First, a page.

The Iranian Army’s air defense force has tested its new missile system during the “Guardians of Velayat Sky-1400” annual joint air defense exercises held in central Iran.
“Following the main phase of the exercise, the Joshan and Khatam indigenous air defense systems of Army’s Air Defense Forces destroyed hostile targets that intended to infiltrate the exercise area at low altitude,” the commander of the Khatam al-Anbia Joint Air Defence Base, Brigadier General Qader Rahimzadeh told reporters on October 13.
Joshan is an “improved version” of the Khordad 15 missile system equipped with a passive radar system. At the same time, Rahimzadeh did not reveal any information about the Khatam missile system.
Following the first day of the drills, the general said the military had “successfully” carried out exercises against electronic warfare and cyber-attacks targeting air defense systems. He also added that the war game aims to increase the combat readiness of units, create deterrence, assess domestic air defense systems to combat various threats from different fronts, and improve operational and technical personnel’s level of knowledge and skills.
The homegrown long-range pulse-array radar Quds developed by the Islamic Revolution Guards Corps (IRGC) Aerospace Force came into operation during the drills on October 13. The radar system can detect targets at a range of above 500 kilometers and altitudes of over 90,000 feet.
The two-day joint air defense exercise of the Army’s air force and air defense units, as well as the IRGC’s airspace division, which covers half of Iran’s airspace, ended on October 13. The areas involved in the drills included the provinces of Semnan and Yazd.
The recent war game followed a large-scale military exercise launched by Iran in late September. It involved armored units, artillery, drones, electronic warfare units, and helicopters near Iran’s border with Azerbaijan. Iran’s military drills in border areas with Azerbaijan increased tensions between the two neighboring Caspian littoral states.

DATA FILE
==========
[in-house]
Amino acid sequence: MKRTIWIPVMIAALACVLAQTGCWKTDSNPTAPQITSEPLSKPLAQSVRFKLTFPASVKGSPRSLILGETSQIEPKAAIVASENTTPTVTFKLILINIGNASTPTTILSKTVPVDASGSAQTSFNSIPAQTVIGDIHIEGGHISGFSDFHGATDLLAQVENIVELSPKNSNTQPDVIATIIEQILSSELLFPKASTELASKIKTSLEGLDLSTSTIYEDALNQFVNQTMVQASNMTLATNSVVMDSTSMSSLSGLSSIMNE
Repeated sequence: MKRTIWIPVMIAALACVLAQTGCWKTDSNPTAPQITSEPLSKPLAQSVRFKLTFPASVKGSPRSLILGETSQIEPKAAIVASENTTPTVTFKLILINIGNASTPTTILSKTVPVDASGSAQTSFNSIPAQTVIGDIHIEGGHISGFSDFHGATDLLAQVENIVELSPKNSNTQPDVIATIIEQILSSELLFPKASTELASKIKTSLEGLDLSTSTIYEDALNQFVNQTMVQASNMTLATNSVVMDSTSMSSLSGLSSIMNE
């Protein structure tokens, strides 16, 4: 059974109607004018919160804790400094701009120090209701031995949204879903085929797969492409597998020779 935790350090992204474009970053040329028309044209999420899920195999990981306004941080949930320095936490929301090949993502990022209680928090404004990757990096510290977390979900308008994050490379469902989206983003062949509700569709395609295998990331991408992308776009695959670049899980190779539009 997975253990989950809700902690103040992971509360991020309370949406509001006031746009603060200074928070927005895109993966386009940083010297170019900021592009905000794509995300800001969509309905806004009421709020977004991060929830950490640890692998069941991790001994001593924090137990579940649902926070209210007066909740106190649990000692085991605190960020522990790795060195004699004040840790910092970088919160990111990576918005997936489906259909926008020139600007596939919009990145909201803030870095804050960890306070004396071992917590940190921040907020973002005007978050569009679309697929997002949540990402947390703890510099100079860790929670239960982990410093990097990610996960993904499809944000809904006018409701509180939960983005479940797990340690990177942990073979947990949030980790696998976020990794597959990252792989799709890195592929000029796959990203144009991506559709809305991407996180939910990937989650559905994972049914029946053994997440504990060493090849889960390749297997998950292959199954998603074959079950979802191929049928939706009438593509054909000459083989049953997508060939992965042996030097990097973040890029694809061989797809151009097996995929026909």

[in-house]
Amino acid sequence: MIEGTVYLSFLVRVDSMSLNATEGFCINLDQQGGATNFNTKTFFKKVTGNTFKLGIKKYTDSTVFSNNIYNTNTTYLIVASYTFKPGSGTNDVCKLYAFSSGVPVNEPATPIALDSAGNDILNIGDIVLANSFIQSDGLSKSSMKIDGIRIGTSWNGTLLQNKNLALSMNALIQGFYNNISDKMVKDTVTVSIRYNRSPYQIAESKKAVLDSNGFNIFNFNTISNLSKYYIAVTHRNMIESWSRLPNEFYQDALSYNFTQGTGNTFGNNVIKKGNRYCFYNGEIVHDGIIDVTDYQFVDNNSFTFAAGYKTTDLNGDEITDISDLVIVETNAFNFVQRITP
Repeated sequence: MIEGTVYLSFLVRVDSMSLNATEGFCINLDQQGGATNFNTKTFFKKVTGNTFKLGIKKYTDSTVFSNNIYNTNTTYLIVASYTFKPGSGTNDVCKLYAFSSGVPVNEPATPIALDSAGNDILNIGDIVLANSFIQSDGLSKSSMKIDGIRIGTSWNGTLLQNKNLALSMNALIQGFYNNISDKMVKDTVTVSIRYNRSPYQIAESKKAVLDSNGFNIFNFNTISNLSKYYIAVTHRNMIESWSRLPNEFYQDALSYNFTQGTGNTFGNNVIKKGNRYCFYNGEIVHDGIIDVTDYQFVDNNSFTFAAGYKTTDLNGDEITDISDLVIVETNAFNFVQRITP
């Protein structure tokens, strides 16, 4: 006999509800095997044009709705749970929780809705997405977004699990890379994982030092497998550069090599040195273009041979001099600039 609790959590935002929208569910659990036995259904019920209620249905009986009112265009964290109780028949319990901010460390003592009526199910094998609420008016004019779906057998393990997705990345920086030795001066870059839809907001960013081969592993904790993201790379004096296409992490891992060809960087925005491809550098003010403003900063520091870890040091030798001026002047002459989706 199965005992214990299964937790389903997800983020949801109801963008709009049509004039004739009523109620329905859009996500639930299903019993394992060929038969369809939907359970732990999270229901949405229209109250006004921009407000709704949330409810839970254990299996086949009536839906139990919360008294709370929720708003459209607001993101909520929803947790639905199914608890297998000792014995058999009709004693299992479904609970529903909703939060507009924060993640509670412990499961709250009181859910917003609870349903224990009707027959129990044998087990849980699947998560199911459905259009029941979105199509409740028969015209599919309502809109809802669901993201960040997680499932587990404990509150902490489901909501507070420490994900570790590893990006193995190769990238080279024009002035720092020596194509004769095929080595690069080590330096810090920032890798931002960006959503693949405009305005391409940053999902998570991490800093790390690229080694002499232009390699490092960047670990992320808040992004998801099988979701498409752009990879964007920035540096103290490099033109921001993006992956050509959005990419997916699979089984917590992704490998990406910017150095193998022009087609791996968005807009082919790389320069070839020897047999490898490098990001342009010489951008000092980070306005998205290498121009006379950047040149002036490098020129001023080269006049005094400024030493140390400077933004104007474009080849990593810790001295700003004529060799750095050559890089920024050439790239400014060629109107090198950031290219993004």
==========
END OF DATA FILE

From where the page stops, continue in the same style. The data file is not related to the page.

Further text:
Azerbaijan's President Aliyev said the military drills along the Iran-Azerbaijan state border were “surprising.”
“This issue is very surprising because there were no such developments in the 30-year period of independence. First of all, I must say that any country can conduct military exercises on its territory. It is of course its sovereign right. At the same time, analyzing this in terms of timeline, we see that this has not happened before. Why now? Why exactly on our border?” President Aliyev said on September 28.
Tehran's allegations that Baku accommodated Israeli “presence” near Iran’s borders also aggravated the situation. Azerbaijani President Ilham Aliyev has described Iran's allegations about the presence of the Israeli forces in the country's territories as “baseless”.
Meanwhile, Iran’s military maneuvres and allegations came after measures taken by Baku to stop illegal trips of Iranian lorries to certain parts of Azerbaijan’s Karabakh (Garabagh) region, where the Russian peacekeeping forces are temporarily deployed.
On August 11, Iran’s ambassador to Azerbaijan received a Note Verbal from the foreign ministry in addition to an earlier verbal notification about Baku’s dissatisfaction with the illegal transit of goods to the Karabakh region.
However, the verbal notification and Note Verbal were ineffective in settling the controversy. Around 60 Iranian trucks illegally traveled to the Karabakh region of Azerbaijan from August 11 to September 11. The trucks moved from Iran to Armenia, then to the Karabakh region via the Lachin corridor.
Later, some media reported that Azerbaijan’s customs officials began imposing road tax on Iranian truck drivers on the Azerbaijani part of the interstate Gorus-Gafan highway. On September 13, Azerbaijan’s State Customs Committee said in a statement that vehicles of foreign countries are subjected to road tax when entering and leaving the country under the legislation.